In the 1960s, automakers wanted to put a tiger in your tank, but now Ford Motor Company wants a howler monkey under your dash.
The automaker was concerned that drivers used to “shifting by ear” aren’t getting the gas mileage their efficient, small-displacement engines were designed for, so it patented an acoustic device that mimics a bigger powerplant, Autoblog reports.
Small turbo engines reach peak torque at low rpm’s, but that isn’t when drivers of manual transmission models were shifting, Ford found. Lack of sensory input is to blameÂ â€” most drivers’ eyes are on the road, not the tachometer.
As a result, real world gas mileage suffers. The solution? Create the impression of more cylinders pumping away under the hood.
Ford’s patent would generate the noise of cylinders firing, and inject that noise into the vehicle cabin in the gaps between the firing of the vehicle’s own cylinders.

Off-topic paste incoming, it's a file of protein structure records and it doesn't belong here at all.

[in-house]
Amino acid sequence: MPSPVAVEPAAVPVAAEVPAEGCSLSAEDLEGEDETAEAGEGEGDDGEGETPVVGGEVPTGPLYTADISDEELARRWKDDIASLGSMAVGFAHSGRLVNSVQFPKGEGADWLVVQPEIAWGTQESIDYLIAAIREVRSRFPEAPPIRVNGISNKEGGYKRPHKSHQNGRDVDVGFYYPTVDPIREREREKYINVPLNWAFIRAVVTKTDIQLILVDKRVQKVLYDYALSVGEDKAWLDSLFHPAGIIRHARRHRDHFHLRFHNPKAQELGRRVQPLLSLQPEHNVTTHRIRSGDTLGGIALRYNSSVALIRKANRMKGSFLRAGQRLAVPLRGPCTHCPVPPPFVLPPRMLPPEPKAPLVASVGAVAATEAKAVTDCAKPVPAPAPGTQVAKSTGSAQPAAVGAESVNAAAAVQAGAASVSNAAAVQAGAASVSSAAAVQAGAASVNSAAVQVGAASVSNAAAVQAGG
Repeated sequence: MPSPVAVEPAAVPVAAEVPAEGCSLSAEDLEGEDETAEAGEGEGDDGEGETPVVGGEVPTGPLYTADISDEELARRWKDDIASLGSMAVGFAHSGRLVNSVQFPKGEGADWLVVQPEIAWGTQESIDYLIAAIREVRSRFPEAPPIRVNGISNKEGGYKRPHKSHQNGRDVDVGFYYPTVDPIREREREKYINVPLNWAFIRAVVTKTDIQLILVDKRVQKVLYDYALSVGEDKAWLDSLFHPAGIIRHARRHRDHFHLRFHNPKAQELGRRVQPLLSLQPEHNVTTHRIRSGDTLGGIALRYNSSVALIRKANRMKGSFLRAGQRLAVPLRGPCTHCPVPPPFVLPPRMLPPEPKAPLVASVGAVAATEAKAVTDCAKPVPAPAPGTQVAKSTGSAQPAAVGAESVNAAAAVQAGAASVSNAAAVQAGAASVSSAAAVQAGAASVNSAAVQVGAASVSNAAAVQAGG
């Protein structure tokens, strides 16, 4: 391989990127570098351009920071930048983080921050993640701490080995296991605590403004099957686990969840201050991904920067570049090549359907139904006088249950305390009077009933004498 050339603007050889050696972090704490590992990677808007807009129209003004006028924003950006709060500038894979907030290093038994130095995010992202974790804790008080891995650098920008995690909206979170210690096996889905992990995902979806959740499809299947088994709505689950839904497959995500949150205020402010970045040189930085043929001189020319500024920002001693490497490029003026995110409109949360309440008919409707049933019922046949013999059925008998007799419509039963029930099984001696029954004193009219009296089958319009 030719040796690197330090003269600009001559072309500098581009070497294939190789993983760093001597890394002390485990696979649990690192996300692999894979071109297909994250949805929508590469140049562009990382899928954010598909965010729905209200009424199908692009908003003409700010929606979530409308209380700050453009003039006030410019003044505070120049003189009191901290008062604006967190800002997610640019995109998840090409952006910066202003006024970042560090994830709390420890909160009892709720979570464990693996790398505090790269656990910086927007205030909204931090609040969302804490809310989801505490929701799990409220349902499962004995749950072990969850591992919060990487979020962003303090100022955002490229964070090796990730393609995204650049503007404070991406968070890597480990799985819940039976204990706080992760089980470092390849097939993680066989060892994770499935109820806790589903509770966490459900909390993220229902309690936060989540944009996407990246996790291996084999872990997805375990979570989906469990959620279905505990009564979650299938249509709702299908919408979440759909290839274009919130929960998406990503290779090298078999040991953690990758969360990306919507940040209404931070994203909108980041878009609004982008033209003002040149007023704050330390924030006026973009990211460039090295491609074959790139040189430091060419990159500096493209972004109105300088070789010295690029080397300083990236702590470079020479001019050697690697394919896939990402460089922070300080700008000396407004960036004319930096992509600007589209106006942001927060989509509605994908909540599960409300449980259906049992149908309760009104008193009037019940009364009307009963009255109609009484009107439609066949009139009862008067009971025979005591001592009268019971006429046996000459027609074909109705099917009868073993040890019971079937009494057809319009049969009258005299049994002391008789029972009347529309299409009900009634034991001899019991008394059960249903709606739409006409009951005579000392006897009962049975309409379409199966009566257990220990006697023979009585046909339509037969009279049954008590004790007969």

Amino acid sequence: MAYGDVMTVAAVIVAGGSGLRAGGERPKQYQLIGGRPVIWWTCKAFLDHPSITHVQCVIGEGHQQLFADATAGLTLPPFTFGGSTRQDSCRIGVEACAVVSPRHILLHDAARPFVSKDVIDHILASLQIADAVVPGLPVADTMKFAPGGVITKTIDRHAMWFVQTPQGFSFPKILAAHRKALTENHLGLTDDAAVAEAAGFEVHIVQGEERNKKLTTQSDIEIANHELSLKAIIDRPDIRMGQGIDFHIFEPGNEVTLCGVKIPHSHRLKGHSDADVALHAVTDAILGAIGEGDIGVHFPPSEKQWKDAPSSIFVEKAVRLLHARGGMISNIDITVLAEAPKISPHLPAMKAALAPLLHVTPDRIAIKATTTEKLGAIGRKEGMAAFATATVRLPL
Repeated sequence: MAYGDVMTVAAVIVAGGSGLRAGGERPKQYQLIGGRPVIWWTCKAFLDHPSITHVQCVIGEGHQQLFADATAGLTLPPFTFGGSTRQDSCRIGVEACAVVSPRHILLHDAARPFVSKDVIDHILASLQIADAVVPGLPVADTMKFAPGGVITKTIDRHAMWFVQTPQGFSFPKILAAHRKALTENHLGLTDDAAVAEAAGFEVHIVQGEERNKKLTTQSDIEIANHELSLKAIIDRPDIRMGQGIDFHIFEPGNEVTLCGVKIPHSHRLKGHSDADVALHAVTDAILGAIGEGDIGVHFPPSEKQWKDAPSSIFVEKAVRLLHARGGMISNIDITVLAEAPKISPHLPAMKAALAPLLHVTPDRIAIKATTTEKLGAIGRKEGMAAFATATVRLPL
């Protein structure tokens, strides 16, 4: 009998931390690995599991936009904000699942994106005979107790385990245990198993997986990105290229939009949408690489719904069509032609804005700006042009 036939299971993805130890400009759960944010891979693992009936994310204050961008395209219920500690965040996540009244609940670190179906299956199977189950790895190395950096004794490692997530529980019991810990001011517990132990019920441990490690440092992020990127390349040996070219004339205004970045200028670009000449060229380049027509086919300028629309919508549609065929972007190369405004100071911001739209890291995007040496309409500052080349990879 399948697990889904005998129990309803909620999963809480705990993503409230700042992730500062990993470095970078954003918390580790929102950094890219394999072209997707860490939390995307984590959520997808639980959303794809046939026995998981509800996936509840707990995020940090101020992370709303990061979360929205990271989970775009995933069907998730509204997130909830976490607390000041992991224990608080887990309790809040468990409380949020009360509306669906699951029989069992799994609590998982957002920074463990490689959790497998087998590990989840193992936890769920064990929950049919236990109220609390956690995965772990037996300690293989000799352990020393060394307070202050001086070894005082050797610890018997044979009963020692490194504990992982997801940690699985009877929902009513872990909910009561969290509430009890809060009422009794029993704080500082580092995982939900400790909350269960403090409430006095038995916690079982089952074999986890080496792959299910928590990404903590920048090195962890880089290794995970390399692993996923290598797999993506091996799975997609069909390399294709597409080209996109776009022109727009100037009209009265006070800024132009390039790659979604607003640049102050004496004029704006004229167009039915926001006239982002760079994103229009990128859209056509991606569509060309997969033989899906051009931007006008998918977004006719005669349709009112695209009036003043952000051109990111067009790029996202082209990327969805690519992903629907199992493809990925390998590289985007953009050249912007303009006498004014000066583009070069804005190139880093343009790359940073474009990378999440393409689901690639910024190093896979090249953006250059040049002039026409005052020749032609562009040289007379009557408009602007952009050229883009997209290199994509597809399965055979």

“This has the effect of creating a virtual engine noise to virtually increase the number of cylinders in an internal combustion engine,” the patent states.
Like supercar kit body dropped on a Fiero, the effect would be an outright lie, but the only people to hear it would be inside the vehicle.Â It would be less obnoxious than installing a coffee can exhaust tip on every new subcompact Ford.
When Ford talks about small-displacement engines, it means those with less than four cylinders, like theÂ 1.0-liter EcoBoost three-cylinderÂ found in the Fiesta and Focus.
Because the shifting issue only concerns row-your-own models, which are increasingly unpopular in North America, the invention â€” if installed at the factoryÂ â€” wouldn’t be experienced by many domestic drivers. At least, not initially.
Power-to-displacement levels are rising, so there could come a time when your F-150 has to mimic the sound of a V8 due to its lawnmower-sized motor.